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updated: 1/29/2013 7:23 AM

Asia stocks rise as Wall Street flirts with highs

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  • People walk by an electric stock index display of a securities firm in Tokyo Tuesday.

      People walk by an electric stock index display of a securities firm in Tokyo Tuesday.
    Associated Press

 
Associated Press

BANGKOK -- Asian stock markets posted modest gains Tuesday as the feel-good factor lingered from near-record highs on Wall Street and signs of an upswing in U.S. manufacturing.

Analysts at DBS Bank Ltd. in Singapore said that benchmarks in South Korea and Taiwan are recuperating after recent sell-offs amid worries that the depreciating yen will hurt economic growth in those countries. South Korea release its January trade figures later this week and Taiwan reports fourth quarter economic growth.

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"While exporters in Korea and Taiwan will face competition from Japanese counterparts, importers could benefit from a cheap the yen due to the high dependence on industrial supplies from Japan," DBS said in an email commentary.

South Korea's Kospi rose 0.8 percent to 1,956.25. Technology giant Samsung Electronics jumped 3.2 percent, following four consecutive days of losses. Taiwan's TAIEX advanced 0.9 percent. Acer Inc., one of the world's leading PC manufacturers, surged 6.9 percent.

Elsewhere, Japan's Nikkei 225 index rose 0.9 percent to 10,924.94. Hong Kong's Hang Seng slipped less than 0.1 percent to 23,662.12. Australia's S&P/ASX 200 rose 1.1 percent to 4,887.40.

"Investors are a bit more confident and responding to the fact that interest rates are very low and being kept that way by central banks," said Ric Spooner, chief market analyst at CMC Markets in Sydney. "They are looking to maintain the value of their portfolios by getting themselves into an asset class more likely to be earnings a reasonable return."

Japanese banks surged on expectations they will beat earnings estimates for fiscal 2012, the Nikkei newspaper reported. Mitsubishi UFJ Financial Group advanced 3.6 percent. Mizuho Financial Group gained 2.4 percent and Sumitomo Mitsui Financial Group rose 3.8 percent.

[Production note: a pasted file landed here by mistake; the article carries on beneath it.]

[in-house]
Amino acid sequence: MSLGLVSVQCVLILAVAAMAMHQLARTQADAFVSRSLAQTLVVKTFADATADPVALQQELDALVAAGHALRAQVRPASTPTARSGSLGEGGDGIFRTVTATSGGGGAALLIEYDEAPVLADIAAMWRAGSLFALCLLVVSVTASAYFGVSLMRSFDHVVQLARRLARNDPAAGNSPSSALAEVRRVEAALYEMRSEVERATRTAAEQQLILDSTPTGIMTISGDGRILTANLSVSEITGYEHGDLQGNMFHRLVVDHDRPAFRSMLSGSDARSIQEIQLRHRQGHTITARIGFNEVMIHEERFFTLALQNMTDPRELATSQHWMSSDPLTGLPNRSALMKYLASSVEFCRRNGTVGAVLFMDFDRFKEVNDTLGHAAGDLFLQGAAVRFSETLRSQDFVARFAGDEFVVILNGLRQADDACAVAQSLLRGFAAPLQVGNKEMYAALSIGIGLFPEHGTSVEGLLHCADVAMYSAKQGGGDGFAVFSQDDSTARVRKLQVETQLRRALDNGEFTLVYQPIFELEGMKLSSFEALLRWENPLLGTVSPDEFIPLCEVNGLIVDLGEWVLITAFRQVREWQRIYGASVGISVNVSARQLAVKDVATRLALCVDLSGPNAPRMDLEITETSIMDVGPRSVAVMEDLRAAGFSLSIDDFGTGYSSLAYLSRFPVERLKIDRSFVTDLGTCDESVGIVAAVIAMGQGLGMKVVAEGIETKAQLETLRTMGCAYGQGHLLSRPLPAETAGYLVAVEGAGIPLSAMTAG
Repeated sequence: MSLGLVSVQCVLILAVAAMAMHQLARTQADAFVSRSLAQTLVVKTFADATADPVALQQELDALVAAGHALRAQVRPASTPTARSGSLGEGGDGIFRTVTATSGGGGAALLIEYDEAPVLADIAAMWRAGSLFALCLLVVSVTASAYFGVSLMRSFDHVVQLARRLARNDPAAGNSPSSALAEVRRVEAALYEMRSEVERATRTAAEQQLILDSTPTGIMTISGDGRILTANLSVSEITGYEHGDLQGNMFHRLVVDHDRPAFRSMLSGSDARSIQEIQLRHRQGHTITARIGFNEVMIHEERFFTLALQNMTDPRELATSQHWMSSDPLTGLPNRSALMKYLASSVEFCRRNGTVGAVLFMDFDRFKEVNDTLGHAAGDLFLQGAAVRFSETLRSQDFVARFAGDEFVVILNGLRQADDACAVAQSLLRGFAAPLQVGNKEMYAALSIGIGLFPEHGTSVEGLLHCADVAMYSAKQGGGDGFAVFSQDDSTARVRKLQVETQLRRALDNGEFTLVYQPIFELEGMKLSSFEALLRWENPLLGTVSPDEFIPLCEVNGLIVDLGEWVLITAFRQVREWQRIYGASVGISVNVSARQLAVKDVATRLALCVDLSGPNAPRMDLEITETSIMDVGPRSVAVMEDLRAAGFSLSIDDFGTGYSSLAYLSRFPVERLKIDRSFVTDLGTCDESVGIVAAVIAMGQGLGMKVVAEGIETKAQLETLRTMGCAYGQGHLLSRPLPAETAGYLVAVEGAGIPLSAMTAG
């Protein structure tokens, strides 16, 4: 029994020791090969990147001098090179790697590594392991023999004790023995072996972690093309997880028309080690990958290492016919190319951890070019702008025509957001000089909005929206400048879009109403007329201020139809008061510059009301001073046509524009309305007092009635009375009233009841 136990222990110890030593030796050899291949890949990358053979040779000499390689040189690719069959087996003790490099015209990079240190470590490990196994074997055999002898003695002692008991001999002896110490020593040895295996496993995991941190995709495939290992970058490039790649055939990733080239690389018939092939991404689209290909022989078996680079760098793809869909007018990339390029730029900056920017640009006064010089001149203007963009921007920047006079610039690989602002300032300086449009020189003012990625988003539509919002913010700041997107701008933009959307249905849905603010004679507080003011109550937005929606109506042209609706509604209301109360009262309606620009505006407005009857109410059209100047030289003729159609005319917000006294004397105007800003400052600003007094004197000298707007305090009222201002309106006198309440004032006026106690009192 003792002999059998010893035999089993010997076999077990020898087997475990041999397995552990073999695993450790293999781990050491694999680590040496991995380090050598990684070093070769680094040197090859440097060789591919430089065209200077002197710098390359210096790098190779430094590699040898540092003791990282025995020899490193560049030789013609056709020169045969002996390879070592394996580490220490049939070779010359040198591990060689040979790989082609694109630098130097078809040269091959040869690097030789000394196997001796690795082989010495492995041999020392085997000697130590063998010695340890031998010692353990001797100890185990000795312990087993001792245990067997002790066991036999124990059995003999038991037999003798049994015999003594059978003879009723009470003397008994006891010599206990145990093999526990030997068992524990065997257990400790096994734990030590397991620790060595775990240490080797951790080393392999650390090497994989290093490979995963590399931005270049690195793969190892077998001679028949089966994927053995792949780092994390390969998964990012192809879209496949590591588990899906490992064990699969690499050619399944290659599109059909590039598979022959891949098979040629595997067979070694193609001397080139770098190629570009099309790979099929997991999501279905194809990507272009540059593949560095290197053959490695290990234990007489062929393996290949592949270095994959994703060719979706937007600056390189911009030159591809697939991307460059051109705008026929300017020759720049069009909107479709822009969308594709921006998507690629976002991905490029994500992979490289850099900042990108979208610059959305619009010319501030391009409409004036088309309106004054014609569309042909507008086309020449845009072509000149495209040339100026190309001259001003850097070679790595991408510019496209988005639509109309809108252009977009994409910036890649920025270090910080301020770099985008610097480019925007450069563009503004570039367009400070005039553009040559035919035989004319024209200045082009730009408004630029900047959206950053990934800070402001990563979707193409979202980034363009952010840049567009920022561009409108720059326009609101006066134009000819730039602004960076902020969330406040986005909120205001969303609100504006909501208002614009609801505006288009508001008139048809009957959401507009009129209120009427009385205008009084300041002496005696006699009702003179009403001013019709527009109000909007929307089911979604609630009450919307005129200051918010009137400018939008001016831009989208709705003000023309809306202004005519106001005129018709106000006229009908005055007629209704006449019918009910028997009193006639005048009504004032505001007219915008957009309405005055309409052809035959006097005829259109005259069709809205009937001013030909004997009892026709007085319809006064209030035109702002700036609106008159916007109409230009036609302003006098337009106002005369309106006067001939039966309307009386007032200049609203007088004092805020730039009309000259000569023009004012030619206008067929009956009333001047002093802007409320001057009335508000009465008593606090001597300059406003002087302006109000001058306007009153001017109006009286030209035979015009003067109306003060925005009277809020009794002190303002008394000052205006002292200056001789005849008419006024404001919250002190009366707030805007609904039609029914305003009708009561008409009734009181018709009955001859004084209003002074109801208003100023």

There will plenty of fresh data from the U.S. to drive trading this week, including retail sales, economic growth and the government's report on hiring and employment in January, which is due out Friday. More than one-fifth of the companies in the S&P 500 will report fourth-quarter earnings this week. Moreover, the Federal Reserve's policy committee begins a two-day meeting that concludes Wednesday.

Strong corporate earnings helped push the S&P 500 above 1,500 Friday, the first time in more than five years. The breakthrough happened on an eighth straight daily gain for stocks, itself a remarkable performance. That is the longest winning streak since November 2004.

But stocks cooled off by Monday. A report showed that orders for long-lasting goods rose in December by 4.6 percent, which was encouraging news about manufacturing, but stocks fell later after a disappointing report on the pace of home sales.

The Dow Jones industrial average closed down or 0.1 percent at 13,881.93. The S&P 500 fell 0.2 percent to 1,500.18. The Nasdaq composite index added 0.2 percent to 3,154.30.

Benchmark oil for March delivery was up 26 cents to $96.70 per barrel in electronic trading on the New York Mercantile Exchange. The contract rose 56 cents to finish at $96.44 a barrel on the Nymex on Monday.

In currencies, the euro fell slightly to $1.3454 from $1.3456 from late Monday in New York. The dollar fell to 90.77 yen from 90.79 yen.

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